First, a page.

A recent KPMG report found that many healthcare organizations are not collecting data on attacks nor are they managing them effectively and might be underreporting the actual number of breaches.  These findings are of great concern when the number of cyber-attacks directed at healthcare organizations is increasing.

 

The KPMG study also found that 81% of hospitals and health insurance companies have had a breach in the past two years, even though it seems that only 13% of organizations have had an average of more than one cyber-attack attempt a day.

 

If healthcare organizations aren’t taking the right steps to mitigate attacks and are not collecting data to prevent attacks, it is no wonder successful healthcare breaches are taking place.  What’s even more astonishing is the fact that the surveyed healthcare organizations make over $500 million in annual revenues.  This indicates that a lack of budget is not the culprit for the lack of data security measures and implementations by these organizations.

 

One area that could be causing problems is staffing.

  • 55% of healthcare providers say they have a hard time staffing their organization.

 

 

Without the right security expertise it’s not realistic to expect the right steps to take place with incident response or learning from data collected following a breach to improve one’s network and rid it of vulnerabilities.  The security skills gap is a challenge for many businesses worldwide, which is why organizations turn to risk management companies who specialize in information security and have a team of experts readily available.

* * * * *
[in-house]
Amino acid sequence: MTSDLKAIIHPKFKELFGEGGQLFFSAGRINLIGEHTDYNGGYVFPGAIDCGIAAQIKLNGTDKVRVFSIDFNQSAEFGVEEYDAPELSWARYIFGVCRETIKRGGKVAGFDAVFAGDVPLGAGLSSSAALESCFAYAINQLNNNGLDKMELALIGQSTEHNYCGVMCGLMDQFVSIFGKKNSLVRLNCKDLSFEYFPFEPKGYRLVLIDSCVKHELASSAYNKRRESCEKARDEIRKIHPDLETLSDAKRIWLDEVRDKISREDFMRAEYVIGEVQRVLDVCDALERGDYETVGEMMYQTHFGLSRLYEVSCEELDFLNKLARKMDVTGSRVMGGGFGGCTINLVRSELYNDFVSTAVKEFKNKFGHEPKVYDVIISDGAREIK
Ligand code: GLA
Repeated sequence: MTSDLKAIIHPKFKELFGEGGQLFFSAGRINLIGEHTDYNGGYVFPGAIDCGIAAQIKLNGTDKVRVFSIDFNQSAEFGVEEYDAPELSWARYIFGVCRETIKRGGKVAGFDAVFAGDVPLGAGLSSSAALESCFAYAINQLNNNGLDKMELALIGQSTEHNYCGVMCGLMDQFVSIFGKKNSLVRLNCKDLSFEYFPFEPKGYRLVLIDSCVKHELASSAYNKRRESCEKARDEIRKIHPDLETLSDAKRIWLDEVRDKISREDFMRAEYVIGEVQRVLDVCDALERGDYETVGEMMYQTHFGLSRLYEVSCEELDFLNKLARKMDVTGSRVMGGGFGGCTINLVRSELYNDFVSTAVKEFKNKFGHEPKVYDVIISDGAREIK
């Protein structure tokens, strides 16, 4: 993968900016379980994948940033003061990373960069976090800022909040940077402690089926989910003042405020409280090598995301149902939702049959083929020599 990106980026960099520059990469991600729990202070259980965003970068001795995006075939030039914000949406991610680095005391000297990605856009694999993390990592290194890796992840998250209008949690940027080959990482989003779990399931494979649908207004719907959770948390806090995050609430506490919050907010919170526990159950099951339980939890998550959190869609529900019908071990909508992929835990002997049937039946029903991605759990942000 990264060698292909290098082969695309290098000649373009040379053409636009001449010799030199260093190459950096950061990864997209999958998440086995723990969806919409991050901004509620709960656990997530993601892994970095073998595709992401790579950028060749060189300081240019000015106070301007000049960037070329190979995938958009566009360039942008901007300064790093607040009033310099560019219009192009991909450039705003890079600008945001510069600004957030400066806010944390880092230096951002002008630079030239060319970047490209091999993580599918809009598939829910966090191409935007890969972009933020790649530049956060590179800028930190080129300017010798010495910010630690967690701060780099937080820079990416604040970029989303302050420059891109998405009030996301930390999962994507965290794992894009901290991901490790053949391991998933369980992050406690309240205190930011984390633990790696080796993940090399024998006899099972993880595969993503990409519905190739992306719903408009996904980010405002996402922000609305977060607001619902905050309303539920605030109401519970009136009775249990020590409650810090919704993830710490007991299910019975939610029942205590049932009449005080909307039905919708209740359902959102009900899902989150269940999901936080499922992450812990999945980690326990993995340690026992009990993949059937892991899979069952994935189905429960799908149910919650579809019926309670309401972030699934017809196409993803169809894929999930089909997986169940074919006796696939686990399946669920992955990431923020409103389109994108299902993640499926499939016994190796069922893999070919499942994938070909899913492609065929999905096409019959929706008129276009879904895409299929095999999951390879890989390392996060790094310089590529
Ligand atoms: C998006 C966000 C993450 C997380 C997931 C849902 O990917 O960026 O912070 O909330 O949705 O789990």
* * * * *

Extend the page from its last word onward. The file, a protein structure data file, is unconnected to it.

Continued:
Further findings by the study that deserve attention:

 

  • Only 66% of insurance executives and 53% of hospital executives say they are prepared for an attack.
  • 16% of healthcare providers cannot detect an attack in real time.
  • 15% of healthcare organizations do not have a leader whose sole responsibility is information security.
  • 23% of healthcare organizations do not have a security operations center to identify and evaluate threats.

 

It’s very possible under these circumstances that healthcare executives don’t even know their organization has been compromised.  The problem isn’t only staffing, but also a disconnect among leadership and communicating about security issues.

 

  • 92% of CEOs think their companies are fully prepared to deal with cyberattacks.

 

Yet from the findings of this study and other reliable industry studies, healthcare organization’s information security preparedness is nowhere near prepared to protect and secure.

 

The solutions to the state of healthcare information security start from the heart of the executive team.  Instead of dismissing industry research and continuing to treat risk management as a side component of business, CEOs need to acknowledge how important it is to their business.

 

Information security can help organizations to increase their revenue, one of our clients won a $20 Billion contract thanks to information security.  Add to the revenue benefit, the fact that you are protecting your sensitive data (and your clients) from thieves who are targeting you as we speak.  Why choose to stay insecure?

 

Make sure your healthcare organization hasn’t been compromised and that your information security posture is where it needs to be so that you can know what’s going on in your network.

 

Photo courtesy of Sergey Nivens